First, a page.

Context is everything. So, without cherry-picking, here’s the exact, complete quotation from a longtime member and former leader defining a prominent group in Plattsburgh back in 1976. “The Elks are a fraternal organization based on the principles of charity, justice, brotherly love, and fidelity. Membership is open to men 21 years of age or older who are citizens of the United States, believe in God, and have not been convicted of a felony or a misdemeanor involving moral issues. There is no discrimination against race, religion, politics, economic status, or any other circumstances.” » Continue Reading.
The NYS Department of Environmental Conservation (DEC) and Office of Parks, Recreation and Historic Preservation (State Parks) have announced that New York will once again provide free First-Time Camper weekends this summer. Families that have never camped before will have the opportunity to enjoy the popular outdoor activity and be provided equipment, guidance, and programs at select campgrounds. » Continue Reading.
At Plattsburgh’s Annual Dr. Martin Luther King Jr. Holiday Celebration in 1990, Chairperson Vivian Papson shared a personal recollection of Jackie Archer with the Press-Republican’s Anne Smith:
“The first time I made contact with Jackie was in 1987. My introduction to her was a firm yet musical voice on the phone saying, ‘I’m Jacqueline Archer. I live in Plattsburgh and I think that this community needs to have a way to celebrate Dr. King’s birthday. I would like to organize a commemorative gathering; would you be interested in working with me?’ Everyone is very proud of Jackie. She is confined to a wheelchair but has tremendous spirit and interest in the community. She is unbelievably active.” » Continue Reading.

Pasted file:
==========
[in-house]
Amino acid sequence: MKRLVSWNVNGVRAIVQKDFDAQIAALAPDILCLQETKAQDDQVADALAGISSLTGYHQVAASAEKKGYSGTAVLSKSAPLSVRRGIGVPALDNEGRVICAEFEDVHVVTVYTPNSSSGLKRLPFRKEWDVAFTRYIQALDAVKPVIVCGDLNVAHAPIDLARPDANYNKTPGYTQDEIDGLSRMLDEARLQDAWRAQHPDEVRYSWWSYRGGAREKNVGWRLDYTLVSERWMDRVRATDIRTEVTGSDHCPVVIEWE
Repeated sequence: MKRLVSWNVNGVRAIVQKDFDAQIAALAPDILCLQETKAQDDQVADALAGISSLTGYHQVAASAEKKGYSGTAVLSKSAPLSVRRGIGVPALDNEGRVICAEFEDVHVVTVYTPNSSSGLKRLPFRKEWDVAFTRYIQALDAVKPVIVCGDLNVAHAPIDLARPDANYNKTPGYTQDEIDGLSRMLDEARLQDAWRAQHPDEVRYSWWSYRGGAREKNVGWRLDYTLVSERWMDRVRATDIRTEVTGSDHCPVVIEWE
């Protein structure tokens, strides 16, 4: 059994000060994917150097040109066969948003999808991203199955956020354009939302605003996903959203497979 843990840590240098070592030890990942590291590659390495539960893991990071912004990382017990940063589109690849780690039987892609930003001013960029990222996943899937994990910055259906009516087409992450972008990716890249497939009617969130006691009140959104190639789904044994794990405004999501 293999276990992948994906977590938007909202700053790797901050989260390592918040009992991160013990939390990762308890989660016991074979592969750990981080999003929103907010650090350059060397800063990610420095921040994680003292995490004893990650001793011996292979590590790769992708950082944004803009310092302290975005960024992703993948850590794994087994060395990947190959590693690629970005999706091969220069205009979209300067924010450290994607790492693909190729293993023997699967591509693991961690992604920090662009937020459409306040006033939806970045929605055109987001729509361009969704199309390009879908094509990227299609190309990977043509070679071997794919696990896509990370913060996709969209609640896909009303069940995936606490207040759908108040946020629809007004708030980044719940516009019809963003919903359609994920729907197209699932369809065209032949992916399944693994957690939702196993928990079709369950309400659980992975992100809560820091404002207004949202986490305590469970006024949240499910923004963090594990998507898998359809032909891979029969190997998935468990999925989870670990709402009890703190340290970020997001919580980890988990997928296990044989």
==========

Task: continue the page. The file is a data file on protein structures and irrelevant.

Music, art, and dance are a universal language. Coming off the heels of the successful Petrova Elementary School Cultural Fair, The Adirondack Global Festival continues to use the arts as a way to bridge cultural gaps. » Continue Reading.
In early 1967, Jackie Archer, president of Plattsburgh’s NAACP chapter, twice addressed the Beekmantown PTA, once on the subject of teen drinking, and later about the importance of maintaining mental health.
When Black Power stories filled the media, she gave interviews to the press, explaining that whites needn’t fear violence. “They think Negroes want to take over, but they only want the rights that have been promised them.” she was quoted saying. “Some laws have helped the status of the Negro… but are only a scratch on the surface. If the men in Newark or Detroit had jobs they would not be rioting.” » Continue Reading.
The Adirondack Global Arts Festival is an annual community event that was created with the purpose of promoting culturally diverse arts programming in the Adirondacks. The festival this year includes opportunities for the whole family to engage in exploring world culture and arts. » Continue Reading.
In 1964, Jackie Archer had several irons in the fire. She was a member of the Beekmantown PTA and was very active in several religious capacities as secretary of the Board of Christian Education of the First Baptist Church; a member of the church’s Guild and Missionary Society; a substitute Sunday school teacher; and, in June, she became Recording Secretary for the Clinton County Council of Churches.
Much of her time, however, was devoted ongoing issues of concerned to the local branch of the National Association for the Advancement of Colored People (NAACP) and its leader Paul Lewis: job and housing discrimination. » Continue Reading.